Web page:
Who needs coaching? Well, um, actually, I do. You’re probably thinking what the woman was thinking when I mentioned in a recent talk (on how to work smart) that I’d hired a coach to help me get clarity on the direction of my evolving business. She declared incredulously when I invited questions before closing, “I just can’t get over the idea that you’re a coach and you need a coach. That just doesn’t seem right to me.”
My response to this woman was that, contrary to her assumption, it wouldn’t be right for a coach not to have a coach – whenever real roadblocks arise, as they do for all of us. It stands to reason that if my role as a coach is to guide clients toward greater success, I need to know where I’m going in my own life and work to lead the way. If I am to practice what I preach, which is always my intention, then it’s essential that I consult a fitting coach when my professional or personal objectives are too over my head to manage on my own.
I’m a pretty accomplished, happy person, not to mention an expert at resolving human predicaments, but I am not immune to the overwhelm all of us face amid a culture of constant distraction and change. And so when I start to sense those familiar signs of entering ambitious new territory — confusion about what to do next in one or more areas, frustration because I am filled to the brim with ideas and don’t know where to go with them, fear that if I don’t find my way soon I will never find it — I look for the best coach available to address my particular issue.
I know from past experience that the right coach will help me cut through the clamor and get to my destination more quickly with much less stress. Consequently, I have great confidence in the power of good, solid coaching to transport me to a new, more enlightened level every time. Never seamlessly or without hard work of course (because transformation is never a one-shot process devoid of labor), but certainly in a way that is affirming, energizing, deliciously challenging, and richly rewarding.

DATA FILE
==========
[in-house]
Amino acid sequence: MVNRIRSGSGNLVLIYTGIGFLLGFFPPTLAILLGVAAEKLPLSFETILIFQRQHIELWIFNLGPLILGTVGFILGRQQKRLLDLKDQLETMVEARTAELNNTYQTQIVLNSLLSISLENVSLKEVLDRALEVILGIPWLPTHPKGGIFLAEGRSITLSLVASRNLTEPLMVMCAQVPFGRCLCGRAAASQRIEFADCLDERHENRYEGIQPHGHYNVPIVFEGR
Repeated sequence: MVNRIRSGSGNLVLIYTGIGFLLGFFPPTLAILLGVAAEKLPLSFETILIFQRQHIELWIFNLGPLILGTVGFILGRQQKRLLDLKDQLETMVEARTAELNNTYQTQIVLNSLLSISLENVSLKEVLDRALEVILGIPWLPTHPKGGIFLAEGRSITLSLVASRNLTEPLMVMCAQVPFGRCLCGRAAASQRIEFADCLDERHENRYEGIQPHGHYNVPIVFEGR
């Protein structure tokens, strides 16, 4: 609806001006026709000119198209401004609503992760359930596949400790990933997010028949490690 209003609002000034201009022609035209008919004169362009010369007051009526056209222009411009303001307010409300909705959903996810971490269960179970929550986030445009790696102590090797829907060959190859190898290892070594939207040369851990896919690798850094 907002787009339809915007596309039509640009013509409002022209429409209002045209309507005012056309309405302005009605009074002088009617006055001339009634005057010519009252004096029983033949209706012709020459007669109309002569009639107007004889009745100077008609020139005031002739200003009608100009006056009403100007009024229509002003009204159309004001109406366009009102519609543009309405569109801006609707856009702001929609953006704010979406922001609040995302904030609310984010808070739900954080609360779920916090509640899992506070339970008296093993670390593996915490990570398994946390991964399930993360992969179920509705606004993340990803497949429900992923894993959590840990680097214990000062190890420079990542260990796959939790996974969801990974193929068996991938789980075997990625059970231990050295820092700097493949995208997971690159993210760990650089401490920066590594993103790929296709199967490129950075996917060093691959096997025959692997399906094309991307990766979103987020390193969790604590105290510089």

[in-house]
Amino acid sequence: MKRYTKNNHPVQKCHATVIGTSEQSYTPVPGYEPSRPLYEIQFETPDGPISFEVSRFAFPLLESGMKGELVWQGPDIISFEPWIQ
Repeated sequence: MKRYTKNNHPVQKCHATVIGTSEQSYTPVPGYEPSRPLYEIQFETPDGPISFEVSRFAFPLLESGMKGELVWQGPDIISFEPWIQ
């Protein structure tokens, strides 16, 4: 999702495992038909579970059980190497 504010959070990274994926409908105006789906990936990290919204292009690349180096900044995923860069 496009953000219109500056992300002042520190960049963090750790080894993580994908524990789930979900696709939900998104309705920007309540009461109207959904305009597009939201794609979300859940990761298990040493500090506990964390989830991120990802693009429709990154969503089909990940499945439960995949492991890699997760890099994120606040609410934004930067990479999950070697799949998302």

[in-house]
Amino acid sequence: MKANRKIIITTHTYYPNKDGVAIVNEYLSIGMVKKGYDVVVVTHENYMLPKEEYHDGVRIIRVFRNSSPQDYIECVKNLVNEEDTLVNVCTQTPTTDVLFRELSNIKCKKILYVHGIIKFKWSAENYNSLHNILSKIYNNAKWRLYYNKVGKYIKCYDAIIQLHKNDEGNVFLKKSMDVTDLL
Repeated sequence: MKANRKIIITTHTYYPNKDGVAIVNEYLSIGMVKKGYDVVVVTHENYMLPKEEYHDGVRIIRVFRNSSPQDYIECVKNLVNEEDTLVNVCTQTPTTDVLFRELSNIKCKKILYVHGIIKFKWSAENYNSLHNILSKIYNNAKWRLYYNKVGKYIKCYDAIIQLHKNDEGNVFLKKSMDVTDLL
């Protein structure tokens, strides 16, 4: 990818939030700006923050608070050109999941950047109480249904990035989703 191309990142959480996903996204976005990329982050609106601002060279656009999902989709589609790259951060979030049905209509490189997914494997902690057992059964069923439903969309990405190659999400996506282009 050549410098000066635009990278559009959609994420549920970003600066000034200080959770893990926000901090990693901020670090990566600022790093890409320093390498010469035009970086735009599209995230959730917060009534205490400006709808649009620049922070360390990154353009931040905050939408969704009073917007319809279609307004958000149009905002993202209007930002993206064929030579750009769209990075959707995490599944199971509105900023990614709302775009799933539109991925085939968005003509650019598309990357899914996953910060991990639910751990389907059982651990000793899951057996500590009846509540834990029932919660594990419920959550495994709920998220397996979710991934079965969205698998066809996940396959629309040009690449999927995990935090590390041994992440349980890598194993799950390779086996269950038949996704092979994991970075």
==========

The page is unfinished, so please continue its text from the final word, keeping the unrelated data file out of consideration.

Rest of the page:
When I worry about the financial investment of coaching, as I always do when the need surfaces — because, come on, who has a pile of cash set aside for coaching? — I quickly remind myself how much money – not to mention time and mistakes — coaching saves in the long-run. I remember how much easier it was to integrate coaching into my psychotherapy business (after I earned my coaching certification five years ago) with the right coach in my corner. I recall how much better I slept when my next coach assisted me in traversing the minefield of a particularly difficult consulting assignment. I think fondly of the subsequent coach who helped me and my husband create new spending habits after we got married. Then there’s the next coach who kept me on task as I wrote Life Your Way. And soon, I’m pleased to report, I’ll be reminiscing about my current coach, who has helped me to move through another complicated career phase – that of re-structuring my business to encompass the opportunities and pressures brought on by my book.
As I consider the incredible value coaching has brought to my life and work, what I’m most looking forward to is getting together with my present coach to celebrate what every successful coaching experience brings: liberating awareness of a clear path ahead and firm ground beneath my feet. Now that I’ve reached this new place of greater certainty, competence and contentment, a place that would’ve taken me oh so much longer to reach on my own, I know more than ever what I’ll do when the next enticing yet hazy goal appears on the horizon. I will recognize my need for a navigator and find the best coach for whatever life-altering milestone is beckoning. And as I sit here feeling rejuvenated and free in an area that was maddeningly confounding just three short months ago, I know that I will respond with even greater conviction to the next mystified person who can’t quite grapple with the idea of a coach needing a coach. “Does the coach need coaching, you ask? You bet I do!”